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eacli class, serve as the model for the three genders of adjectives falling under the same class. Simple adjectives, coming immediately from roots, and not derived from substantives, are not very common. Such as do occur belong chiefly to the first, second, and third classes of nouns; 80, 81, 82.
185. Adjectives formed from substantives (i. e. secondary derivatives, called taddhita) are numerous, as may be seen at Ho, 84, 85. They belong chiefly to the first, fifth, and sixth classes of nouns.
186. Compound adjectives, whether formed by using roots or substantives at the end of compounds, are most abundant under every one of the eight classes.
The following table exhibits examples of the most common kind of adjectives in the nom. case masc, fern., and neut., and indicates the class to which their declension is to be referred.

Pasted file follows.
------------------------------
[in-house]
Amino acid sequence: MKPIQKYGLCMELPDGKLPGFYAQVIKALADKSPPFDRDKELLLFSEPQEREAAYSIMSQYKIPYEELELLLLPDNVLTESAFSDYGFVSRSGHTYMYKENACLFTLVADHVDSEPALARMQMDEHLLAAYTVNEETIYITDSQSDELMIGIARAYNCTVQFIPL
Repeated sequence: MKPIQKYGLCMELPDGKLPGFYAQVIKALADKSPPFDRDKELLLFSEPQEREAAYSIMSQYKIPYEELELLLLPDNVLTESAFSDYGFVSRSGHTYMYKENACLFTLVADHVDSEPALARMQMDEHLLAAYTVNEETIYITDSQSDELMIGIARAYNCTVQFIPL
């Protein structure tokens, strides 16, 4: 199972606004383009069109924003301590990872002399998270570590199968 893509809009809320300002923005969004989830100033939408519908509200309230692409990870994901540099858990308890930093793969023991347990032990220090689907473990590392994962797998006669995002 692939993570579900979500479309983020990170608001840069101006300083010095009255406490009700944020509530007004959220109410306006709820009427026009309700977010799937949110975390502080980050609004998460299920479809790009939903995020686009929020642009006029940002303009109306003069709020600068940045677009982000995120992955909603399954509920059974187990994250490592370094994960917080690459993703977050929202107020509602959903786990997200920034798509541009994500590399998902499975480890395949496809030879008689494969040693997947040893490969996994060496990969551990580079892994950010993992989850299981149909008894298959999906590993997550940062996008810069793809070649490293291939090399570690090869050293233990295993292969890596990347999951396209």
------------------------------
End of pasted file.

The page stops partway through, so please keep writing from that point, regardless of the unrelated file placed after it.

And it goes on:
* When it is remembered that a is equivalent in pronunciation to u, the three genders of this adjective might be written priyus, priyiS, priyum; thus offering a perfect similarity to Latin adjectives in us.
191. The degrees of comparison are formed in two ways; 1st, by adding to the base ire tara (nom. -laras, -tard, -taram, cf. Greek report) for the comparative; and Tin tama (nom. -tamos, Mama', -tamam, cf. Latin timus, Greek Terror) for the superlative: thus, •$&punya, 'holy,' ipnrcpunyatara, 'more holy,' tpnPTpunyalama, 'most holy,' declined like nouns of the first class at 103. So also, dhanavat, 'wealthy,' dhanavattara, 'more wealthy,' dhanavattama, 'most wealthy.' A final n is rejected; as, dhanin,' rich,5 dhanitara,